Blue Mountain and Rome Railroad.
The question has been very properly asked by the Selma Reporter, “Why the Blue Mountain and Rome Railroad has not been built?”, or at least “why is it not under better progress of construction at this time”?
It is indeed a wonder that the Government has not finished this road long ago as a military necessity. There is no expenditure of the war that has been made, that would have remunerated half so surely or rapidly, as to have filled up this connection, and thus to have effected continuous rail from Meridian Miss, to Kingston, Ga.
Let us look at the situation. From Meridian to Kingston, by way of Mobile and Montgomery, the most expeditious and surest route of transportation for troops and munitions of war – the distance is 555 miles. By way of Blue Mountain and Rome 320 miles – a savings of 225 miles in distance.
There are in addition to the 225 miles by the Mobile route, four changes to be made, two at Mobile, one at Montgomery and another at West Point, (On account of the break of gauge,) while by the Rome route, when the bridge across the Tombigbee is completed, the same cars may run through without a single change. This gives another saving of a least 100 miles – in fact it is more than double that distance, all things taken into consideration. We may safely say 320 miles against 700.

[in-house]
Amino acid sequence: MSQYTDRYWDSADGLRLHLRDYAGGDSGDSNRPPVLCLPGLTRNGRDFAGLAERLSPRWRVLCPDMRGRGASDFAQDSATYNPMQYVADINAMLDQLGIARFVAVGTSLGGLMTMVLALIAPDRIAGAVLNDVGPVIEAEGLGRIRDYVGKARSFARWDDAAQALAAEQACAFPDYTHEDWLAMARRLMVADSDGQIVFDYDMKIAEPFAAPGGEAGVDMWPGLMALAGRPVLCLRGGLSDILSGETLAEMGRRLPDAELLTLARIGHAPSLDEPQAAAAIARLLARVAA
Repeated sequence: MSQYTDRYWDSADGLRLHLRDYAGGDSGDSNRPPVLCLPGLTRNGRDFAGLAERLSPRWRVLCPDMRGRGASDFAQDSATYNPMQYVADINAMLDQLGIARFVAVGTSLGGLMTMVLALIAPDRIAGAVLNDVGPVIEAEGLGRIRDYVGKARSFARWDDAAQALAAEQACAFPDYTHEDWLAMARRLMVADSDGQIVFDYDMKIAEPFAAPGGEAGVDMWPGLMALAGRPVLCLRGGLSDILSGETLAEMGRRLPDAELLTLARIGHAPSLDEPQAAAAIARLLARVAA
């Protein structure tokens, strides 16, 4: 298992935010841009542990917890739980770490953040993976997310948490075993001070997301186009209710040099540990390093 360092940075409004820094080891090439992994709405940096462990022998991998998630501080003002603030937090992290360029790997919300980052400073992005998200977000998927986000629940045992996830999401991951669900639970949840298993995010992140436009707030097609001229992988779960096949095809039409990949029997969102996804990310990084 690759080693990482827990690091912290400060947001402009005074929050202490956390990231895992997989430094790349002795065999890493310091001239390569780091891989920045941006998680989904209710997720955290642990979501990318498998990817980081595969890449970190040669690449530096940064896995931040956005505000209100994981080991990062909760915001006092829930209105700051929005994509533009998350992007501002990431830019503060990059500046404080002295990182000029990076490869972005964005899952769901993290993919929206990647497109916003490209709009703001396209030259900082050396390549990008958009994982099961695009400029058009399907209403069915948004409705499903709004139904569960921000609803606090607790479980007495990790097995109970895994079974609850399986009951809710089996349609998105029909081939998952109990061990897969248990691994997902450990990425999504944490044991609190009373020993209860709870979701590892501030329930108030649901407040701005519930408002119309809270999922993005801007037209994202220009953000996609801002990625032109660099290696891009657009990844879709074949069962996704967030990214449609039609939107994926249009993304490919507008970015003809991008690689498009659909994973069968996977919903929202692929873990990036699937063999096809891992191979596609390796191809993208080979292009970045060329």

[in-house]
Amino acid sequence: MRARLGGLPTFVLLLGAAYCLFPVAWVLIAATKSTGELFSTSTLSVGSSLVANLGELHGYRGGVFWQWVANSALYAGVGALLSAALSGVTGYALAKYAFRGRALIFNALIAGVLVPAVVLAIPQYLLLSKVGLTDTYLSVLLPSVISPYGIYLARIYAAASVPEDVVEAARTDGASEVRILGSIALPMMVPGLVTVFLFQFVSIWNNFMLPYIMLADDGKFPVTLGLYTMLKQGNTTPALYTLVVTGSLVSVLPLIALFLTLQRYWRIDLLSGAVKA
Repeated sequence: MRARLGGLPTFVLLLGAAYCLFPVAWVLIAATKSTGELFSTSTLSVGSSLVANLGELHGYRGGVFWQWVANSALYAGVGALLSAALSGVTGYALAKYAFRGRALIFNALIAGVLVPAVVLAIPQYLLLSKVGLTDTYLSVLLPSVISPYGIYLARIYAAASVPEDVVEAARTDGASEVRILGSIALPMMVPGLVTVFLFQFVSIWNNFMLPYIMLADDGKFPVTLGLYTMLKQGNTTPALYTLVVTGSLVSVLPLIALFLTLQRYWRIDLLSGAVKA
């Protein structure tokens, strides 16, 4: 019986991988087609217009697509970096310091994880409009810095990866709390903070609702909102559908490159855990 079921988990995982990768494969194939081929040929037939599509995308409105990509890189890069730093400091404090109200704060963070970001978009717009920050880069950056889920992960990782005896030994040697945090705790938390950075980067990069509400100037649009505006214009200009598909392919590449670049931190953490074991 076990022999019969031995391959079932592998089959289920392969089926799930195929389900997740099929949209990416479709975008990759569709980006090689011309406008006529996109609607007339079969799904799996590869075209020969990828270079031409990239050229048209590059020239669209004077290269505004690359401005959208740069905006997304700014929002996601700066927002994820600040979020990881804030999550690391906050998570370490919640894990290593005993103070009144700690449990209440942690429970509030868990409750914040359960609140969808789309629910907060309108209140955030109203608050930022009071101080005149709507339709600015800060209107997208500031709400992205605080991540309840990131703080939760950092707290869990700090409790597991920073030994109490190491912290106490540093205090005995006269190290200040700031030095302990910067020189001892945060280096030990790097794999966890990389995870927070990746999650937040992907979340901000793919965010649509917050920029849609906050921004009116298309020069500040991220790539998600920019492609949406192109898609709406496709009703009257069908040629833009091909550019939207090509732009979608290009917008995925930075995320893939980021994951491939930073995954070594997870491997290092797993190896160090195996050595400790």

From New Orleans to Richmond, by way of Mobile and Wilmington, the distance is 1481 miles, while by Blue Mountain and Rome and the Tennessee route, it is 1188 miles, with at least four less changes to be made. The facts are too apparent to need further comment.
The distance from Blue Mountain to Rome (which completes this short route) is 61 miles. Three fourths of the grading has already been done, and three months of active work would complete the remainder.
There is another consideration urging the necessity of this connection, which we do not believe has had its due influence with those who have the matter of furnishing the iron in charge. By this route the Shelby Coal Fields are only 220 miles from Atlanta, and the transportation may be made without breaking bulk; while by the river and Montgomery, the distance is 330 miles with three trans-shipments. This coal is equal if not superior to any in the Confederate States, and would be of incalculable value to Georgia at this time. Some of the best iron in the State of Alabama will also be within twenty-four hours’ run of Atlanta when this road is completed – to say nothing of valuable marble &c., &c.
Can it be that the Government officials fully appreciate the advantages of this work? And if so, why has not the Blue Mountain and Rome Railroad been built?